The non-reality of nothingness

Jonathan Bricklin brickmar at EARTHCOM.NET
Mon Dec 8 14:00:20 CST 1997

On December 5th, Greg Goode wrote:

>Quick question -- what are you referring to, Nisgardatta's *experiential*
>nothingness?  I'm under the impression that the ones who deify and reify
>nothingness are his followers (who might be more familiar w/Nisargadatta
>and perhaps Buddhism than with Hindu scripture and other teachers), but I
>didn't think that Nisargadatta himself says that nothingness is an
>experiential thing.

As I've written, nothingness is the one thing that doesn't exist, even as a
thought.  Nisgardatta probably didn't mean to suggest that it existed for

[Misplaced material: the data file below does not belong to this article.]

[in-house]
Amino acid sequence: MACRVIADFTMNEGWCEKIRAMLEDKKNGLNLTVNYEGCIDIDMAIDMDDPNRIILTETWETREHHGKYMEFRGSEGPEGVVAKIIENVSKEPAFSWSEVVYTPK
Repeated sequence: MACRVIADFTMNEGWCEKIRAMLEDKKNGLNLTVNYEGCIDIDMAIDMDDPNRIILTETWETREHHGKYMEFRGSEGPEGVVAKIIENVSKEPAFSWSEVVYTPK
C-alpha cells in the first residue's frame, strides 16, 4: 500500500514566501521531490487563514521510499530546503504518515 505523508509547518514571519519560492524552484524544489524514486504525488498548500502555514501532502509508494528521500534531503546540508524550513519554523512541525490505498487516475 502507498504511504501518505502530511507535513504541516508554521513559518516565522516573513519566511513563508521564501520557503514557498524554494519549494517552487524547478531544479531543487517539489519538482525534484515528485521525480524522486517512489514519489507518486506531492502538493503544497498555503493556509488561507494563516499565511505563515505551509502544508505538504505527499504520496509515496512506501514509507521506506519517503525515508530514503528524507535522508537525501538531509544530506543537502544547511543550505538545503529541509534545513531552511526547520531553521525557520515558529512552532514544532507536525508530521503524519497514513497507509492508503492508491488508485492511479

him as an experience, but the way his words have come down to us (been
translated?) can easily mislead--for example:

 >Your true home is in nothingness, in emptiness of all content.  (487)

and, apparently, have misled.

At the very least, the word "nothingness", short of being edited out of his
texts altogether, needs a footnote  as a hedge against reification.
Furthermore,  his use of the words "pure" and "beyond" as attributes of
consciousness/awareness makes it unclear whether he agrees with the
fundamental advaitin premise that consciousness is the one unsublatable


Jonathan Bricklin
Brickmar at

"Nor ever [it] was, nor will [it] be, since now [it] is all together,

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